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author
Seuferling, Philipp LU
supervisor
organization
course
MKVM13 20171
year
type
H2 - Master's Degree (Two Years)
subject
keywords
refugee crisis, Germany, refugee, migration, narrative, media history, memory culture, asylum crisis
language
English
id
8906844
date added to LUP
2017-10-11 12:46:19
date last changed
2017-10-11 12:46:19
@misc{8906844,
  abstract     = {The way a society remembers its past is crucial for how it deals with its present. Migration is one of these historically continuous events that produce memory cultures, which affect how refugees and migrants are perceived today. This thesis presents a case study of mediated memory cultures of migration in Germany. Mediations of migration history from two strikingly similar periods of condensed societal communication about migration, the so-called “refugee crisis” (2015-2017) and “asylum crisis” (1991-1994), are analyzed. The aim is to understand how memory cultures of historical migrations both are part of and affect contemporary mediations of migration.
Embedded in a conceptual triangle of media, memory and migration studies, this research goes beyond a study of migrant representations. It argues that memory cultures can demonstrate how media repetitively and continuously re-narrativize migration – across different cases of migration, across the media ensemble and across two time periods. Media pre- and remediate the story of migration in cultural templates and, thereby, contribute to the social construction of how migration is understood in society.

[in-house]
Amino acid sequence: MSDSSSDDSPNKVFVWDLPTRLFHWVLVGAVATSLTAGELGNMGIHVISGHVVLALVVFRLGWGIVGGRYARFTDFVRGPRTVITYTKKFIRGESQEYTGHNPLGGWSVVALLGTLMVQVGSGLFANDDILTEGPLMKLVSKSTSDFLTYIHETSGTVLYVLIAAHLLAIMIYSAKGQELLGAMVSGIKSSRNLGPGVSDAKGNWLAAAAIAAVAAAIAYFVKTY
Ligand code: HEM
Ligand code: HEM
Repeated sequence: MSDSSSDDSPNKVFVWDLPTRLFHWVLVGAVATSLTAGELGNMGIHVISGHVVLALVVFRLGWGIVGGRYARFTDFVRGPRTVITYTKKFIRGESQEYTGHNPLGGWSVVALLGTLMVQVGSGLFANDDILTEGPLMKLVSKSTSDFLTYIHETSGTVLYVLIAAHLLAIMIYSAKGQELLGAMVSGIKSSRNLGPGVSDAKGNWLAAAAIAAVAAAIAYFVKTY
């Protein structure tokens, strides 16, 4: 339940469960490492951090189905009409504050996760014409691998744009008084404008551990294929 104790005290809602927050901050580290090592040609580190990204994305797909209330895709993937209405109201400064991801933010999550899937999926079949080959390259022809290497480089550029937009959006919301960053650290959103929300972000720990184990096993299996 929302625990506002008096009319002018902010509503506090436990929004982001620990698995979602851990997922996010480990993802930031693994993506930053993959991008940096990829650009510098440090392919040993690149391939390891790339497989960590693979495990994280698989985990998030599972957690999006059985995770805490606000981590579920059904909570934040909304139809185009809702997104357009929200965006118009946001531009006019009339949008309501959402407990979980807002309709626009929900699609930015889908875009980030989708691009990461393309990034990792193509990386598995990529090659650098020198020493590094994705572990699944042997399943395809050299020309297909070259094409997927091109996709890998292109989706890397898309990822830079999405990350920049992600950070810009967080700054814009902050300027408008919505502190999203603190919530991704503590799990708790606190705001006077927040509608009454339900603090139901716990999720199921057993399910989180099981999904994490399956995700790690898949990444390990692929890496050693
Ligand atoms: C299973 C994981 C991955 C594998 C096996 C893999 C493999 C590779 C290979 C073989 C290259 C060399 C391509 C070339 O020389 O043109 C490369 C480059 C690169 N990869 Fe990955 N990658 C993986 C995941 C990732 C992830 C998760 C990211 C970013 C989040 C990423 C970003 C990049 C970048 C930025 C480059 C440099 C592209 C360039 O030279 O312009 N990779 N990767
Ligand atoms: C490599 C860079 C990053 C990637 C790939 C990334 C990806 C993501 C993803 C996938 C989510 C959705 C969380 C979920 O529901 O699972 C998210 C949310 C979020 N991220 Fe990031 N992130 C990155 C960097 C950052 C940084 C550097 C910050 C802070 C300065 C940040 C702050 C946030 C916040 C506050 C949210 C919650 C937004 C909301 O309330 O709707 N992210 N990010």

A narrative and discourse analysis of mainstream media texts, which feature historical migrations into and from Germany, sheds light on how historical frameworks of telling the story of migration form a media culture of migration. It can show that mediations of migration are historically continuous and repetitive: Media converge diverse experiences of flight, expulsion and migration over history into similar narrative patterns and cultural schematic templates of mediation. The analysis of a wide variety of factual and fictional media texts (broadcasting, press and online) from both time periods shows how media re-tell the story of migration within certain meta-narratives, on a textual and visual level, regardless the migration case.
Narratives and discourses of migration history form a contested memory culture: Mediated memories of migration negotiate a power question of inclusion and exclusion of refugees and migrants in national memory cultures of Germany. The different mediations show how, on the one hand, the voicing of historical migration experiences is limited to nationalist framing and one-sided perspectives of the receiving society. On the other hand, they also potentially contribute to incorporating imaginations of others’ experiences into own memories, as well as to creating empathy for contemporary refugees through the transfer of historical knowledge. Recognizable, culturally schematic narrativizations of migration in the media both limit and reduce diverse experiences, but also make identifiable time-crossing imaginaries around the phenomenon of migration possible for audiences in receiving societies.
Mediated memory cultures of migration can re-imagine past, present and future together. Showing the historical repetitiveness of mediations of migration, this thesis hence contributes to our understanding of how media historically affect social knowledge of migration.},
  author       = {Seuferling, Philipp},
  keyword      = {refugee crisis,Germany,refugee,migration,narrative,media history,memory culture,asylum crisis},
  language     = {eng},
  note         = {Student Paper},
  title        = {“To arrive means being able to tell”: Memory Cultures and Narratives of Historical Migration in German Media in 1991–1994 and 2015–2017},
  year         = {2017},
}